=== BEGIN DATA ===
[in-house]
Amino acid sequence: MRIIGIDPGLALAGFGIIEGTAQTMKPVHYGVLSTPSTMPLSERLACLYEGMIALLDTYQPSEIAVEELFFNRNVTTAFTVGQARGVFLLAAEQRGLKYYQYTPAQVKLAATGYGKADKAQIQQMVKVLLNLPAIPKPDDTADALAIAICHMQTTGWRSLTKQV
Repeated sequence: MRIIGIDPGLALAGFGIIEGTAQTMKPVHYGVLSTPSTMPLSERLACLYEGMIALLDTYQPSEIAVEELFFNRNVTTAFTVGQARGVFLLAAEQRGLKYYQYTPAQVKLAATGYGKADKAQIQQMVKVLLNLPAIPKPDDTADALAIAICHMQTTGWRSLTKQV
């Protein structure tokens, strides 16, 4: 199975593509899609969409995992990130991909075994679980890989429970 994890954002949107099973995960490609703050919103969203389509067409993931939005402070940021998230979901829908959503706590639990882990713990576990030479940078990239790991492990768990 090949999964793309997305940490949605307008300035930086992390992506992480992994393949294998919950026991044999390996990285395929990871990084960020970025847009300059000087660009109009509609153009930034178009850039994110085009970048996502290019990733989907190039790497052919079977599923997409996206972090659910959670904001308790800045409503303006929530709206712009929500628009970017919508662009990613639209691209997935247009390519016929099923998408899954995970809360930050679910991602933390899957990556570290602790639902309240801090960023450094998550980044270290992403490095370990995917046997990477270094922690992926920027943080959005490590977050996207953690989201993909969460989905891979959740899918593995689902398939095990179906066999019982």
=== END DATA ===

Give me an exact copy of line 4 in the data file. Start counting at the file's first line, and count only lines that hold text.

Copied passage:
């Protein structure tokens, strides 16, 4: 199975593509899609969409995992990130991909075994679980890989429970 994890954002949107099973995960490609703050919103969203389509067409993931939005402070940021998230979901829908959503706590639990882990713990576990030479940078990239790991492990768990 090949999964793309997305940490949605307008300035930086992390992506992480992994393949294998919950026991044999390996990285395929990871990084960020970025847009300059000087660009109009509609153009930034178009850039994110085009970048996502290019990733989907190039790497052919079977599923997409996206972090659910959670904001308790800045409503303006929530709206712009929500628009970017919508662009990613639209691209997935247009390519016929099923998408899954995970809360930050679910991602933390899957990556570290602790639902309240801090960023450094998550980044270290992403490095370990995917046997990477270094922690992926920027943080959005490590977050996207953690989201993909969460989905891979959740899918593995689902398939095990179906066999019982």